Lovely Umayam is a writer and a nuclear nonproliferation expert. She is the founder of the Bombshelltoe Policy and Arts Collective, a creative organization pushing for an active exploration of arts, culture and history to promote nuclear nonproliferation, arms control and disarmament. This is part of a series of interviews in which you can get to know the grants given under the 2022 Equity Rises Request for Proposals and the people behind all the work.
Question 1: Tell us about your work! What kind of goals do you have? What are you excited about?
I am the founder and lead producer at Bombshelltoe Policy x Arts Collective, which is a space for nuclear policy experts, scientists, artists, and activists to come together and create written or visual stories about our complex nuclear world! Bombshelltoe projects attempt to find new intellectual and emotional entry-points to nuclear issues, so the work always feels fresh and exciting.
Question 2: Nuclear weapons isn’t exactly associated with creativity or art. How did you come to see the connection between the two?
The connection has always been natural for me! Nuclear issues—may it be for military or peaceful purposes—is associated with all kinds of narratives and imagery, both good and bad. The novel The World Set Free (published in 1914, thirty years before the advent of nuclear weapons!), written by HG Wells, is one of the first to describe the consequences of war because of a weapon that unleashed an uncontrollable amount of atomic energy. Since then, other images have emerged: three-eyed fish, mushroom clouds, mad scientists…the list goes on! We cannot decouple public understanding of the word “nuclear” from these images, which often come from works of art. I think what has happened overtime is that we’ve separated the two, believing that creativity is not as rigorous or important as policy-making. Bombshelltoe is about insisting that creativity and nuclear security have always had equal footing and enjoy a symbiotic relationship.
Question 3: In addition to being a part of Ploughshares Fund’s Equity Rises Initiative, you’re also a Gender Champion. How do you think including more diverse voices will affect the nuclear field?
Embracing diverse voices—may that be gender, ethnicity, religion, or lived experiences—will naturally make the field more dynamic, nuanced, and empathic. All of us cannot help but bring pieces of ourselves to our work and shape its trajectory. Nuclear policy research, and more broadly the frameworks that underpin our understanding of international relations, have historically focused on certain units of analyses and perspectives because of who has been allowed to contribute and be at the table (historically white, male, able-bodied and works in Washington, DC). It's exciting to imagine the field looking and feeling different as we bring in new talent who see the world differently based on their identities and experiences.
Question 4: What's one of the most interesting or memorable projects you've gotten involved with in your career?
The Color Curtain Project, which examines colonialism, nuclear disarmament, and Afro-Asian solidarity, is one of my favorites! It is an experimental project that invites experts from different fields of expertise to reflect on a historical moment– the 1955 Bandung Conference, which gave way to the Non-Aligned Movement– via a series of essays and dinner series. I had the chance to work with chefs, museum curators, artists, local business owners, and other talented people and discuss what the promise and pitfalls of Bandung meant to the Asian and African diaspora. It was also a unique way for me to talk about nuclear issues from a deeply personal level. (one-on-one conversations while breaking bread!) The Color Curtain Project began in Washington, DC in 2018, which we had to pivot due to the Covid-19 pandemic (in 2020, we created a quarantine version via an artbook with a built-in dinner for two; here’s a review of that book), and we are now exploring opportunities to bring it internationally now that it is feeling safe again to gather people together!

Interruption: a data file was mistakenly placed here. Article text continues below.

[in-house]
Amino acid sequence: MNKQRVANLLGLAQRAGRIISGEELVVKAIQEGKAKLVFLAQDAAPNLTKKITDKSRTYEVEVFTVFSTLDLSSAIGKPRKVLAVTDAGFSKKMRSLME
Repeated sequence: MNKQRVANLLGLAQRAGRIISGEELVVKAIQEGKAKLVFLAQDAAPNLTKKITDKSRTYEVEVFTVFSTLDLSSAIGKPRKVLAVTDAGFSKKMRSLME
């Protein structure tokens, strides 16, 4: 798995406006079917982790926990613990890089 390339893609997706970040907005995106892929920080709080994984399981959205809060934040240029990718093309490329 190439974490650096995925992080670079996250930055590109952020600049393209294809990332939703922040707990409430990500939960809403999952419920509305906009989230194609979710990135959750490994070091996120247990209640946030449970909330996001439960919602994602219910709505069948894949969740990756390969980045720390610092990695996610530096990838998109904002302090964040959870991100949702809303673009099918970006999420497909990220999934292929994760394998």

Question 5: What’s the one thing about the nuclear policy field you wish people knew or would talk about more often?
Honestly – that the nuclear policy field exists in the first place! Whenever I meet people outside of the field, they are always surprised to hear that I work on nuclear policy, as though it hadn’t occurred to them that something like that exists. They always ask me how I got into it, and sometimes they openly say they wish they knew this was a viable career path. There’s a lot of mythmaking and gatekeeping in the field that renders it inaccessible to the common citizen.
Question 6: What do you think the nuclear policy field needs right now?
A cross-pollination of policy ideas and public messaging with the environmental security field. There are a lot of overlapping ideas but remain unexamined because the two fields don’t have an established channel to discuss common interests. This is what the project Atomic Terrain aims to create!
Question 7: What’s inspiring you currently?
I’m a first-time young mom, so my 4 month-old baby is inspiring me right now! While parenting is difficult, it’s also given me new energy to continue my Bombshelltoe projects, since they are all about forging new path towards a more secure and safer world without the threat of nuclear weapons. Having a child and imaging a bright future for them makes this work even more urgent. I also want to set an example of what it looks like to fully embrace my identity as a creative, nuclear expert, and mother. These different aspects of who I am bring strength to the work I do.